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Nebraska Football: Five Reasons The Huskers Lose To Oregon

There are a few ways the Ducks can walk into Lincoln & survive for a victory.

Scott Olmos-USA TODAY Sports

It's a big time matchup with the Nebraska Cornhuskers taking on the Oregon Ducks Saturday afternoon in Memorial Stadium. The game itself is probably as much of a toss-up as a Husker fan could imagine. However, if Nebraska loses, these are the reasons why.

Royce Freeman:

Last year Royce Freeman ranked fourth in the country in rush yards with over 1,800 on the season. This year will be no different. Through two games Freeman has 294 rushing yards on just 32 carries. That is good for an average of 9.2 yards per carry. Nebraska has looked pretty good stopping the run up the middle this year, but that is against two below average teams. While you might be more worried about the passing game, if Nebraska can't stop the run it will almost ensure a Nebraska loss. If I am Oregon I look to establish the run game, which forces Nebraska to load the box, at that point you tell your athletes outside to use their olympic speed (Wide Receiver Devon Allen finished 5th in the Olympic 110-meter hurdles) to burn the secondary. If Nebraska can't slow down Royce Freeman they will lose. It is as simple as that.

Oregon's Big Play Offense:

Nebraska's defense was flat out bad last year. This is news to no one, and they are no doubt improved this season, but there are still concerns. Oregon is not a team that goes on long sustained drives. They are a team that wants to get chunk yards. It sounds simple, but the key to this game is to not allow big plays on the ground. Oregon is going to have some chunk plays through the air, but as I stated above, Nebraska needs to stop the run without loading the box. If they are able to get big yardage on the ground, forcing Nebraska to move more into the box, Oregon will move the ball at will which will result in an Oregon win.

Which Tommy Armstrong Shows Up:

Tommy Armstrong is a different quarter back depending on which quarter you are in. Looking at his numbers last year he was significantly better in the first and fourth quarter compared to the middle two. 14 of his 16 interceptions have come in the second and third quarter. You can't win the game in the second and third quarter, but you can lose it. This trend has continued through the first two games this year, with Tommy being the worst in the second quarter.

2015 Completion % Yards TD INT Rating
1st Quarter 65.2% 674 7 1 152.48
2nd Quarter 51.7% 875 3 6 113.27
3rd Quarter 59.6% 782 6 7 128.36
4th Quarter 45.7% 699 6 1 128.82

If Tommy continues to struggle and turns the ball over a couple of times look for Oregon to win this game by a decent amount. If Tommy can solve his second and third quarter woes this game should be a close one throughout, but that is a big if.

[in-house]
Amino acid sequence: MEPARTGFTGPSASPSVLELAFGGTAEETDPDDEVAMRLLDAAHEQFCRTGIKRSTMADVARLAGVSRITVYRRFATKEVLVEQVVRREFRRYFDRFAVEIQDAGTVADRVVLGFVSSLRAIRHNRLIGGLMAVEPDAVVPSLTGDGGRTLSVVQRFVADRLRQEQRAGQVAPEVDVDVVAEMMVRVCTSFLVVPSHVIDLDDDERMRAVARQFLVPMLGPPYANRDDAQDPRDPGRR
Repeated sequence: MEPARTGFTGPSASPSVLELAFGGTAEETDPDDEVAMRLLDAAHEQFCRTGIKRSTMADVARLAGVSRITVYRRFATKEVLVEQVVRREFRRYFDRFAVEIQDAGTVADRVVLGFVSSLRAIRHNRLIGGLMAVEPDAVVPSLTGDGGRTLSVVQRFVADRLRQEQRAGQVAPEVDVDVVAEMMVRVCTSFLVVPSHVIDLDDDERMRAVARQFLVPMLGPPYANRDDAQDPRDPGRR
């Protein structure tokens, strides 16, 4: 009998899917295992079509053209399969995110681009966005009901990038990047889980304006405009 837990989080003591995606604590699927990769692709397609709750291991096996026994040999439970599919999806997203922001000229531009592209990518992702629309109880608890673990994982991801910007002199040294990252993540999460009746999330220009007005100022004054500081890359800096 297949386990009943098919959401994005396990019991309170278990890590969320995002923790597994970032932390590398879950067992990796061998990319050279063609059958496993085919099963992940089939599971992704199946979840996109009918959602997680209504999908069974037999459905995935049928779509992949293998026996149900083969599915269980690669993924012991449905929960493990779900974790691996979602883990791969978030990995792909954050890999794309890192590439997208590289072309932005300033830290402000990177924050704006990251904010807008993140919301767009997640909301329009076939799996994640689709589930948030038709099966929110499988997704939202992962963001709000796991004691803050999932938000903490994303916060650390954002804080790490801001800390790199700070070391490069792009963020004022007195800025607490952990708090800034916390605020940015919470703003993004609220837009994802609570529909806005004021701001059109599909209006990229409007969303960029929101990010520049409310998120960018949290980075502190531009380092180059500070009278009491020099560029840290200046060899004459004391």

Dakota Prukop's Running Ability:

Through two games Dakota Prukop has not needed to use his legs too much. This does not mean he is not capable of tearing apart a defense with his scrambling ability. Last season Prukop ran for nearly 800 yards which would have ranked 8th among quarterbacks in the FBS. If Nebraska is able to get Oregon into a third and long situation, and has good coverage in the secondary, look for Prukop to take off. Those situations are back-breaking to a defense. You have essentially shut them down, but because of a quarterbacks ability to run, a first down is picked up. Nebraska has a lot to worry about with this Oregon offense. If they are overlooking Prukop on the ground, it could spell disaster for the Huskers.

Speed Kills:

Oregon literally has Olympic caliber speed on offense. Devon Allen finished fifth in the Olympic 110-meter hurdles. If that doesn't scare you I'm not sure what will. He is one of several talented speed-demons Oregon has. Nebraska won't play another team with this speed until they travel to Columbus, Ohio.

Not only do they have speed at the skill positions, but they play fast. According to the College Football Matrix, Last year Oregon ranked 15th in the country with three plays per "football minute". Indiana is the only Big Ten team to average more plays per minute (3.04). While pace of play does not directly correlate to a successful team (All four college football playoff teams were below 2.72 plays per minute last season) it does pose a tough challenge for Nebraska. The refs will also be Pac-12 refs who are used to this fast style of play. They may not give Nebraska the extra second or two that they need to get in the right positioning. If Oregon can get Nebraska on their heels and continue to wear them down, it could lead to a victory for the Ducks.